UNH Student Finds Creative Ways to Teach GE Employees about Healthy Eating
UNH Student Finds Creative Ways to Teach GE Employees about Healthy Eating

by Jackie Hennessey
Communications and Public Affairs


She called him “Salt Man.” He was 6 feet tall and 4 feet wide, and his intestines, liver, kidneys and pancreas were bright blue, red and yellow, a vivid reminder of the damage excessive salt can do to the human body. 

Briana Trudell, a junior majoring in nutrition and dietetics with a minor in psychology, researched the effects of sodium on the body and helped create a life-sized poster and interactive display during her internship with Sodexo at GE World Headquarters in Fairfield last summer. 

Briana Trudell '15 next to her depiction of "Salt Man"

Collaborating with GE’s graphics department to make the visuals, she also included popular menu items and vials of salt to illustrate the sodium content found in each. “Shake the Salt” was part of a corporate wellness plan devised by Sodexo and GE to encourage healthy lifestyle choices.  

“Salt Man definitely made an impression,” Trudell said. “It was so eye-catching. You saw it as soon as you walked into the cafeteria.”

It also helped Trudell develop an ease speaking with employees from all over the corporate landscape. Some of GE’s top executives stopped by for a look, and Trudell talked with them about the ways salt can creep into the diet and the abundance of available foods that are naturally low in sodium.

“Everyone wants nutrition advice,” she said. “I made a lot of connections from the internship that will help me in the future.” 

The internship was “a peek into the future,” and Trudell said she liked what she saw. “I learned so much about working, about the corporate world, about the different levels of management in a corporation, the way the system works and how important it is to be passionate about your work,” she said. “My favorite part was how creative they let me be. My boss and manager really let me take the reins, and they supported my ideas.”

Still, the corporate world took some getting used to. One day, two weeks into her internship, Trudell wore moccasins to work. “My boss and coworkers told me they weren’t appropriate to wear, and then I found out I had a meeting that day with GE executives,” she said. “I realized how important the way you carry yourself, the language you use and your overall appearance are in a work environment.”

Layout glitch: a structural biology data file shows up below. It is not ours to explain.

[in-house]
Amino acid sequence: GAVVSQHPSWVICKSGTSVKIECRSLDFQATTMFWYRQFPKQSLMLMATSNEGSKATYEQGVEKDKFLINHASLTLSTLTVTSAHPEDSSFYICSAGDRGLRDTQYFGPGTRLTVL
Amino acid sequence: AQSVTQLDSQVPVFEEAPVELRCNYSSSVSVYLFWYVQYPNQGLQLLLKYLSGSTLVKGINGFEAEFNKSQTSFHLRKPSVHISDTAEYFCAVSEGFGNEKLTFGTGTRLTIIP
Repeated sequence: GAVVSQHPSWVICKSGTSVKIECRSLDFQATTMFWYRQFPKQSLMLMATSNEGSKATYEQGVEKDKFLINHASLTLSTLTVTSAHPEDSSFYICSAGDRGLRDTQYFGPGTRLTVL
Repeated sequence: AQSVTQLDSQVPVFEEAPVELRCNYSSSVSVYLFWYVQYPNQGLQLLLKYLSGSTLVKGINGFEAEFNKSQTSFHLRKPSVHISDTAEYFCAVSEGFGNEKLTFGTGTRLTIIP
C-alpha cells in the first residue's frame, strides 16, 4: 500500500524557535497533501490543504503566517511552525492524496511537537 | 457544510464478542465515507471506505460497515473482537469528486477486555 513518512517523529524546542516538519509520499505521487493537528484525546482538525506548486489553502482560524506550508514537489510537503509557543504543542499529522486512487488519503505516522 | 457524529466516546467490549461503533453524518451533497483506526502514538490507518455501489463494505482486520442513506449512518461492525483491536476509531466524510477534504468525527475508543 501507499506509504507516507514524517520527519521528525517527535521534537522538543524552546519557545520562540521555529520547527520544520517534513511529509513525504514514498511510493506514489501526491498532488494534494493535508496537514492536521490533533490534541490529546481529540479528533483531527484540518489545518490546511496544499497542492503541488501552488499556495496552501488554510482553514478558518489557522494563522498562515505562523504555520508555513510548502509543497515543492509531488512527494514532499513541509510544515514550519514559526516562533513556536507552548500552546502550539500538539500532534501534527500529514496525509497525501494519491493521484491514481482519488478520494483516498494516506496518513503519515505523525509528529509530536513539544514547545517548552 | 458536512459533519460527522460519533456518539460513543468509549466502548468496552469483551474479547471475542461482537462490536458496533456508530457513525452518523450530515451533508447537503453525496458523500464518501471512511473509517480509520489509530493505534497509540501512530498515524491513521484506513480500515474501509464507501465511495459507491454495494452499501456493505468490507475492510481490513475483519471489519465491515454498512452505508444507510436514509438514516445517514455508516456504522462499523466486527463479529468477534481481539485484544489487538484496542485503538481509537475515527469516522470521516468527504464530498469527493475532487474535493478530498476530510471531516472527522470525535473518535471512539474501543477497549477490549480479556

Rosa Mo, lecturer and chair of the Division of Health Professions who is also a consulting dietitian for GE Medical Services, said this kind of experiential learning is valuable on many levels. In the classroom, Mo said, students might be apt to balk at group assignments because they prefer to work alone or find it challenging to arrange times to meet.

“Contrast that with the corporate world, and the student learns that it is vital to be able to work effectively in groups, to be able to communicate clearly and to manage and prioritize their time well,” Mo said. “Briana had to negotiate with her managers, persuade chefs to change menus and know when and when not to push the agenda.” 

Mo said Trudell’s approach was to teach employees about good nutrition one nutrient at a time – and then painting the whole picture. She called Trudell one of the most creative students she’s ever had.

The first semester of her junior year, Trudell took a semester off and took another paid internship with Get Healthy Connecticut, a community-wide coalition that aims to reduce and prevent obesity by “making the healthy choice the easy choice.” Trudell said a major goal is to find ways to break down barriers to good nutrition and exercise. Twenty Connecticut towns and cities take part.

At her very first Get Healthy Connecticut meeting, Trudell found herself in a roundtable discussion with health directors, pediatricians and other public health officials from around the state. Thanks to her experience at GE, Trudell didn’t find it daunting. Soon she was contributing her own ideas. 

Trudell researches and provides content for a series of packets on healthy food choices and simple ways to incorporate exercise and movement into daily life. She delivers those materials to libraries, community centers and public health settings around the region, and she speaks about Get Healthy’s initiatives at health fairs and wellness expos.

“People don’t always realize they can make small changes in their diet or their exercise or that the small changes add up,” she said. “I love nutrition and enjoy helping people take steps to lead even healthier lives.” After graduation, she hopes to study naturopathy, eventually opening her own health clinic. 

In addition to the two internships, Trudell studied abroad at UNH’s Prato campus. She said she loved living in a country where people took the time to savor food and where the emphasis was on cooking food that is directly from the earth rather than highly processed.

“Having hands-on experience while in college is crucial,” she said. “It has completely shaped my college experience.”

Briana Trudell’s 10 Tips on Being Healthy

  1. Eat from the earth whenever possible – whole grains, foods and vegetables.
  2. Avoid processed foods.
  3. Try to eat healthily 80-90 percent of the time, but allow for some indulgences and cravings.
  4. Drink water instead of soda; flavor water with a slice of lime, lemon, cucumber or watermelon.
  5. Use smaller plates and cups to reduce portion sizes.
  6. Fill half the dinner plate with vegetables.
  7. Make fruit a dessert choice.
  8. Prepare meals in advance, such as a healthy chili, and freeze it in small containers for a number of meals.
  9. Make a workout in the Beckerman Recreation Center part of your daily routine.
  10. Buy organic whenever possible. Choose at least one to two organic items when grocery shopping.

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